Thursday, 2 January 2014

Terrorism Act used to 'harass'

From the current issue of the Big Issue in the North magazine 

Bedfordshire Police has denied it is using the Terrorism Act 2000 to gather information about activists who challenge state interests or the behaviour of corporations.
Corporate Watch (CW) is a not-for-profit collective of journalists founded to research the social and environmental impact of corporate power. It was formed in 1996.
CW researchers Therezia Cooper and Tom Anderson* have been stopped and questioned under Schedule 7 of the Terrorism Act 2000 on five occasions at UK airports while travelling to Egypt and returning from research trips to Palestine.
The organisation states that it is “documenting companies profiting from the Israeli occupation as part of aiding the global boycott, divestment and sanctions movement against Israeli apartheid, occupation and militarism”.
Released without charge
On 5 February, Cooper was held for two hours of questioning at Luton Airport by Bedfordshire Police, which later undertook the same exercise with Anderson. Both were released without charge. Other locations where CW researchers have been stopped include Gatwick Airport and the port of Dover.
Schedule 7 allows travellers to be questioned to find out if they might be terrorists. Interviewees have no right to remain silent, cannot access legal advice and can be detained for up to nine hours. In 2012/13, 61,145 people were examined under Schedule 7 and 2,277 were stopped for over an hour.
In August, David Miranda, the partner of Glenn Greenwald, the former Guardian journalist who first revealed America and Britain’s mass surveillance programmes, was held for five minutes short of nine hours.
The Anti-Social Behaviour, Crime and Policing Bill currently being discussed in Parliament will reduce the time a person can be detained without charge under Schedule 7 to six hours.
Anderson was stopped for around an hour at Luton Airport. He claims he was questioned about a wide range of anti-capitalist activities he is involved in, including the International Solidarity Movement, which supports Palestinian non-violent resistance to the Israeli occupation. Police were particularly keen to know why the groups he is involved with do not inform the authorities in advance of their protest activities.
“Unrelated to terrorism”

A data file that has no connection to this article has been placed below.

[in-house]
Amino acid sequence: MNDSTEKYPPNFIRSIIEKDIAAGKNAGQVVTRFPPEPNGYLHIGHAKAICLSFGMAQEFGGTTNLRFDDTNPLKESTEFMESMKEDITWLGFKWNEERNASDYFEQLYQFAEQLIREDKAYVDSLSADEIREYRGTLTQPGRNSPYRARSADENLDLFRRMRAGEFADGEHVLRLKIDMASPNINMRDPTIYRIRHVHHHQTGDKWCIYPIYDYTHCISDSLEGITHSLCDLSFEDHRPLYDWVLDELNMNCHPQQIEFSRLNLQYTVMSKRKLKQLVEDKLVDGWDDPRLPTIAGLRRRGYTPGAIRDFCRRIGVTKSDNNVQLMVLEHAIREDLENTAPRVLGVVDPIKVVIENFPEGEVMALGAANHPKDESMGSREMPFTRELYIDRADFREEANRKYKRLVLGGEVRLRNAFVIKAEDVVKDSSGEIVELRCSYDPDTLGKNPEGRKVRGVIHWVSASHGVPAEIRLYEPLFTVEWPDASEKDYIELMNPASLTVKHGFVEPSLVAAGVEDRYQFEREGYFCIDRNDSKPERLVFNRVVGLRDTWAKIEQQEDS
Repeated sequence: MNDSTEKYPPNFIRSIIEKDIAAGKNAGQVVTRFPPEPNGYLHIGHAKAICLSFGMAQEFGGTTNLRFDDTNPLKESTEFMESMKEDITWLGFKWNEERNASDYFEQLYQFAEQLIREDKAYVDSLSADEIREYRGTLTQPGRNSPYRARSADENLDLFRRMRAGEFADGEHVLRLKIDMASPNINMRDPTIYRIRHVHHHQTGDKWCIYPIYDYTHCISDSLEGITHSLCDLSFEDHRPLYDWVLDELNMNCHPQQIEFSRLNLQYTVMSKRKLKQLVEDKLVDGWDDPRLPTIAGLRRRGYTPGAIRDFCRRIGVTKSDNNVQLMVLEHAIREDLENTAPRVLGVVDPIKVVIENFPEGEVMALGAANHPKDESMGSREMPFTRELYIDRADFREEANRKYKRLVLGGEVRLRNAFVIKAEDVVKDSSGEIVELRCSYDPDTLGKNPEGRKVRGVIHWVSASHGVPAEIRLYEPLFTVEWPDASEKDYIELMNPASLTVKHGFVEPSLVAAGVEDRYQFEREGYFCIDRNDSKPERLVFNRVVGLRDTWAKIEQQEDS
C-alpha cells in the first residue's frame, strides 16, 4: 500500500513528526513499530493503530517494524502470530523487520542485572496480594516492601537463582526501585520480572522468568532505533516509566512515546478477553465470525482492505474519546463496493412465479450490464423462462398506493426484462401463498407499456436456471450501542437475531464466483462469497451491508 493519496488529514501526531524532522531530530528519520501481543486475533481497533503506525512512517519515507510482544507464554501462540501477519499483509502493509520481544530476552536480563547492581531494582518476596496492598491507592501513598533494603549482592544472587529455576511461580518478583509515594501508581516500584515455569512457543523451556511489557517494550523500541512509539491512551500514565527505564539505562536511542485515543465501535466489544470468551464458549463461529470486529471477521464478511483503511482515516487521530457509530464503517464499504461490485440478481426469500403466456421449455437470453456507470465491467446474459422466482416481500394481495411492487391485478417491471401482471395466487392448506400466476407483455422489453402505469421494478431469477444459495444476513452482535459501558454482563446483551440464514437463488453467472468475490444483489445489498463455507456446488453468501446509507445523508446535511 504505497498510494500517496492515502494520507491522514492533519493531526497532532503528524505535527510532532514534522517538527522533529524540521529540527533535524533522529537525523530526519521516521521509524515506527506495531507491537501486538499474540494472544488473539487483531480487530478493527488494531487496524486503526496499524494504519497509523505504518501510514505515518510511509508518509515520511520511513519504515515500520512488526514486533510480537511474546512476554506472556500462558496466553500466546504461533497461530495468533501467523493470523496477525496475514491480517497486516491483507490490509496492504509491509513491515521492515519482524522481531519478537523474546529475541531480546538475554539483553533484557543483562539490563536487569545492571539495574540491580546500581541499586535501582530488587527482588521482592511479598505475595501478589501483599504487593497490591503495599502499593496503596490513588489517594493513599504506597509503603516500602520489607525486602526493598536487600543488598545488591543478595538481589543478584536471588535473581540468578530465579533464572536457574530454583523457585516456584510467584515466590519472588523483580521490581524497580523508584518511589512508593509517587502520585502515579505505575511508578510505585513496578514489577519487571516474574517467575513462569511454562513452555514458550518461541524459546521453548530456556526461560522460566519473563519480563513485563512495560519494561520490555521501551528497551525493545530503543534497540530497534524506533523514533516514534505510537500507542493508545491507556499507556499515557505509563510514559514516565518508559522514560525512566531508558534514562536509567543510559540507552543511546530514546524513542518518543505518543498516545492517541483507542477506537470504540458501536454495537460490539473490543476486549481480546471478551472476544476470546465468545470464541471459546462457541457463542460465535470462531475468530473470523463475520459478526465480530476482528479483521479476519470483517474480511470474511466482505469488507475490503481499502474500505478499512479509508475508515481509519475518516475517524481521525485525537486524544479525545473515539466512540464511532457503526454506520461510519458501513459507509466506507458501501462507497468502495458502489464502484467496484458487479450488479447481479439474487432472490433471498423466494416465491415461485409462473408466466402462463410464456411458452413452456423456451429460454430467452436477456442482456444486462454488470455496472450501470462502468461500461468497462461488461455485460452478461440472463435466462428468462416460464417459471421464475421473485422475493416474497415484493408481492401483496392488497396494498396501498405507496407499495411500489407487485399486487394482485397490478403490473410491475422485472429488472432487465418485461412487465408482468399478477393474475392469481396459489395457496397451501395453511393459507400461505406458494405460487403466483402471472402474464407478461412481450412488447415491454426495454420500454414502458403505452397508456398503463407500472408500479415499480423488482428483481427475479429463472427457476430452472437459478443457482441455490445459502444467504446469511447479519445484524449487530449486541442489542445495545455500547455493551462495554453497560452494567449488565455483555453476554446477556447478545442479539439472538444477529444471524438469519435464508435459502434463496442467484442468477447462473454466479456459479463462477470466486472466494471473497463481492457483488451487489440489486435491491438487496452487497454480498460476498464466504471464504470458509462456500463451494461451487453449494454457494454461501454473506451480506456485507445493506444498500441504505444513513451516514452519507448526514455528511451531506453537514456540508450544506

On the conclusion of the interview, Anderson was informed that he had been stopped under Section 7 because the police wanted to find out if he was involved in violence or terrorism. Anderson replied: “Your questions are unrelated to terrorism and I don’t believe that is your real interest.”
Anderson said: “Schedule 7 helps the police to build up profiles on activists so they can undermine political movements. The questions were unrelated to rooting out terrorism and the movements they were interested in have never been involved in such activities. They do, however, pose a threat to state interests and the profits of private companies. The police’s role is to protect the powerful against public discontent. 

Grassroots campaigns
“CW is not surprised at the harassment, especially following the success of some of our grassroots campaigns such as the one against G4S, which has challenged the world’s largest security company’s ability to gain further contracts.”
Anderson has contacted his MP, Caroline Lucas of the Green Party. She has provided him with a letter to be given to the police if he is again stopped under Schedule 7 when visiting Palestine. The letter outlines the purpose of Anderson’s visit and requests that the police do not stop him or confiscate his research equipment.
A spokesperson for Bedfordshire Police said it couldn’t discuss individual cases but officers had always used it in a “lawful and proportionate manner”.
“If someone believes they have been detained improperly they have the right to contact our Professional Standards Department or the Independent Police Complaints Commission to raise their concerns,” the spokesperson said.
* names have been changed 

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